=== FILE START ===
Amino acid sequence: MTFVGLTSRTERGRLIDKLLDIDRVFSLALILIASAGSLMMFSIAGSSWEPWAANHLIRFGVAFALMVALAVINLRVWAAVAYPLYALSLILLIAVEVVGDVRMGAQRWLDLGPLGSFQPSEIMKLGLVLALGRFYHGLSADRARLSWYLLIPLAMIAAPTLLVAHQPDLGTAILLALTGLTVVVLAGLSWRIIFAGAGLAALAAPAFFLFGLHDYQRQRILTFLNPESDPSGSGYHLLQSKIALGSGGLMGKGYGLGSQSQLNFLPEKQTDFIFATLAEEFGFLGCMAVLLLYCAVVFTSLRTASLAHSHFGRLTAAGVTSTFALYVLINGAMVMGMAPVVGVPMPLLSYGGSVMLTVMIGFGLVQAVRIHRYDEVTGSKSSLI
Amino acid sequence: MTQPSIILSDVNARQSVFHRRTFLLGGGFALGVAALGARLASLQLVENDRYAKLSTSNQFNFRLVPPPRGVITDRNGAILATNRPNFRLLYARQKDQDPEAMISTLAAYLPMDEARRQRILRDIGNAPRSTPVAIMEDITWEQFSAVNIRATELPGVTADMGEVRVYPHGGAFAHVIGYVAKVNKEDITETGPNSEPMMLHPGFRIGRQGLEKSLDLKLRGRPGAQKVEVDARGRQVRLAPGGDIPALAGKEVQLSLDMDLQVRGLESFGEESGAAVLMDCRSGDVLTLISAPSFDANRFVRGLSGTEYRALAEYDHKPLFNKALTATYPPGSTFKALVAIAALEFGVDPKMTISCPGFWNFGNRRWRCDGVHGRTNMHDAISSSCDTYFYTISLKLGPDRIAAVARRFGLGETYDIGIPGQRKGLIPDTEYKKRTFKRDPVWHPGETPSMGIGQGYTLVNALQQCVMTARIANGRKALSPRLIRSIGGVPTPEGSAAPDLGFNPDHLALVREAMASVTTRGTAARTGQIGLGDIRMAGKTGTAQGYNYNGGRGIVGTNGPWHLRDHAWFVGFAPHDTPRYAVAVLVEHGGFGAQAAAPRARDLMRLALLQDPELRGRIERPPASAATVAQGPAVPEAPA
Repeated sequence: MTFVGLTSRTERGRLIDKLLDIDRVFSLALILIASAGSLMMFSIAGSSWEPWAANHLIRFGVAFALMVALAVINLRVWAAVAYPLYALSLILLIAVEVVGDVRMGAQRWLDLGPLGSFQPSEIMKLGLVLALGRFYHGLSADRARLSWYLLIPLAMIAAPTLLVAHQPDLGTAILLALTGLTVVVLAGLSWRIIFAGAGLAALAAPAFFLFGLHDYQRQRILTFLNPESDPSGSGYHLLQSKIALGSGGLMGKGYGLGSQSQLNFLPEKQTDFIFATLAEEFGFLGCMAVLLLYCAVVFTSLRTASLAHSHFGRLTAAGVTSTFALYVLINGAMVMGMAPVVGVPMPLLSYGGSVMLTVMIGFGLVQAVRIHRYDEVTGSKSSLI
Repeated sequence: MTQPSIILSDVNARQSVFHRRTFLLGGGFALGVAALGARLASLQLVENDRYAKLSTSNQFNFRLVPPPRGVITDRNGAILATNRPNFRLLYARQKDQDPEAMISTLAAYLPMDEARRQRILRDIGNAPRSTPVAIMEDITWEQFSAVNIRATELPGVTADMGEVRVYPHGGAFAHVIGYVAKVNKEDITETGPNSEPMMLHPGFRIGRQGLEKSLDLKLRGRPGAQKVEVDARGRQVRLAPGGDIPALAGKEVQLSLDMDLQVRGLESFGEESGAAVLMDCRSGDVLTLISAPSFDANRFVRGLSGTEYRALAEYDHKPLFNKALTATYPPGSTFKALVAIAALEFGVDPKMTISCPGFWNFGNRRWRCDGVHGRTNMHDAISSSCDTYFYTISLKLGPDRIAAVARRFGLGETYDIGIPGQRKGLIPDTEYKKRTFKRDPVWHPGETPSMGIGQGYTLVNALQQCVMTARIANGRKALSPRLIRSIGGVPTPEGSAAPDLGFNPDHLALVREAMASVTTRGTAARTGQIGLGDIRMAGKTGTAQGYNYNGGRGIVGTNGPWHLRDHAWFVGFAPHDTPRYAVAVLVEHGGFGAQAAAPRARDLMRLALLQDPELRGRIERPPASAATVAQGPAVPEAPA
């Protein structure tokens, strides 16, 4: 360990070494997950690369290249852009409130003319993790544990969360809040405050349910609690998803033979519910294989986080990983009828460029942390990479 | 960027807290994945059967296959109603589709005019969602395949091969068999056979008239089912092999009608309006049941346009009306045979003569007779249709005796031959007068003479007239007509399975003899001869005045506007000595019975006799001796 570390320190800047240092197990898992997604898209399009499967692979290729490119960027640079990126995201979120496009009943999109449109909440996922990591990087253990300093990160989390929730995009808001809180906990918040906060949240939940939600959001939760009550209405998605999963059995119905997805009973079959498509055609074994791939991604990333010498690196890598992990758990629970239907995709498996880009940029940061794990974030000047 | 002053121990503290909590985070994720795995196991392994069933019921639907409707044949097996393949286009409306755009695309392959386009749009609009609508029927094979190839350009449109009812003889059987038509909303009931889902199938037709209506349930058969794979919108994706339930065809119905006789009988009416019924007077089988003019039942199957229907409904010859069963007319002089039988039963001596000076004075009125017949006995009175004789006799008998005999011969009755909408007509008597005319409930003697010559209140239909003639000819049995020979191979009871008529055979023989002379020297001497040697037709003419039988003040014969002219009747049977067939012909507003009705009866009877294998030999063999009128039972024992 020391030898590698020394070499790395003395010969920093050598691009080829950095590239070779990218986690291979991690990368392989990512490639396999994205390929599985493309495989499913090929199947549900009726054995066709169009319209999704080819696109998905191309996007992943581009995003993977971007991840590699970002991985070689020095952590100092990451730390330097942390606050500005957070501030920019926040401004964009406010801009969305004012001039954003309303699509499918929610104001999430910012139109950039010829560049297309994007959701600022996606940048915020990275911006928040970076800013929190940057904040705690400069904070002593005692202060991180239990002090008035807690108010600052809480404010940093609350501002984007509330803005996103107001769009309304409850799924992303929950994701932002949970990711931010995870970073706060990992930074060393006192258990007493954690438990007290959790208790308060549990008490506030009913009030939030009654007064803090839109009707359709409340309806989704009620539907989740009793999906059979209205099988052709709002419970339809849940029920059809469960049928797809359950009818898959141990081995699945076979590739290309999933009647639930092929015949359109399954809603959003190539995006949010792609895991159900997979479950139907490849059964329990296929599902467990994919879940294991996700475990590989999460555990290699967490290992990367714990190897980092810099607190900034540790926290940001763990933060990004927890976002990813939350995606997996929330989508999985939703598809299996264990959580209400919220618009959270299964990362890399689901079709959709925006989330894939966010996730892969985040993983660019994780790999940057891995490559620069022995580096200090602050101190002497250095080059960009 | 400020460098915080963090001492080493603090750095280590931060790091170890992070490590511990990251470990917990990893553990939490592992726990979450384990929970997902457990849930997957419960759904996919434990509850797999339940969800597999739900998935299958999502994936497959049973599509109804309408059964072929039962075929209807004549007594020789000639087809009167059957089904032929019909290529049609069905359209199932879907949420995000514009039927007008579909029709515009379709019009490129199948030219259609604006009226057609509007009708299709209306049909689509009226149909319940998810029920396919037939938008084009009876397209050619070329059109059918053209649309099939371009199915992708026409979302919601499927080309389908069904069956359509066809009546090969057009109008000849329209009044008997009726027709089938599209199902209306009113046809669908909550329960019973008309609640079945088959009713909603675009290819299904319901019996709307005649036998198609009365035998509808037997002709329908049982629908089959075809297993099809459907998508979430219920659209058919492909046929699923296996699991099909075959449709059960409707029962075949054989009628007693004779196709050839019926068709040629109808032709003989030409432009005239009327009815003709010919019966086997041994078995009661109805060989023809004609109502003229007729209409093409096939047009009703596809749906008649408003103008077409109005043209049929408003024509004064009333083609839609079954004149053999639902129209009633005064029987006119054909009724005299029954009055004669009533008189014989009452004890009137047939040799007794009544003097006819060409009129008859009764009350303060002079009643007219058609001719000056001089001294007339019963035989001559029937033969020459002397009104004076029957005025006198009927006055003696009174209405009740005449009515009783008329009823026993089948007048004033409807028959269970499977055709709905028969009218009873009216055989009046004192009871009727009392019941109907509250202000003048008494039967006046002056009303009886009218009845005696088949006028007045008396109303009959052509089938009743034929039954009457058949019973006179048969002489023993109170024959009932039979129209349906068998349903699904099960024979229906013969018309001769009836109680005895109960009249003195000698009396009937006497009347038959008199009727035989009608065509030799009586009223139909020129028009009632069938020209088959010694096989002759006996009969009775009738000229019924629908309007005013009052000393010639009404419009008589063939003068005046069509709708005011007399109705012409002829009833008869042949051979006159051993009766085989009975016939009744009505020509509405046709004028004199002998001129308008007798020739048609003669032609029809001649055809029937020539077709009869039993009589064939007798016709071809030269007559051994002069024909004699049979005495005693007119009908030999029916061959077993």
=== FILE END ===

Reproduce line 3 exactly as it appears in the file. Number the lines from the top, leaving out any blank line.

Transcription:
Repeated sequence: MTFVGLTSRTERGRLIDKLLDIDRVFSLALILIASAGSLMMFSIAGSSWEPWAANHLIRFGVAFALMVALAVINLRVWAAVAYPLYALSLILLIAVEVVGDVRMGAQRWLDLGPLGSFQPSEIMKLGLVLALGRFYHGLSADRARLSWYLLIPLAMIAAPTLLVAHQPDLGTAILLALTGLTVVVLAGLSWRIIFAGAGLAALAAPAFFLFGLHDYQRQRILTFLNPESDPSGSGYHLLQSKIALGSGGLMGKGYGLGSQSQLNFLPEKQTDFIFATLAEEFGFLGCMAVLLLYCAVVFTSLRTASLAHSHFGRLTAAGVTSTFALYVLINGAMVMGMAPVVGVPMPLLSYGGSVMLTVMIGFGLVQAVRIHRYDEVTGSKSSLI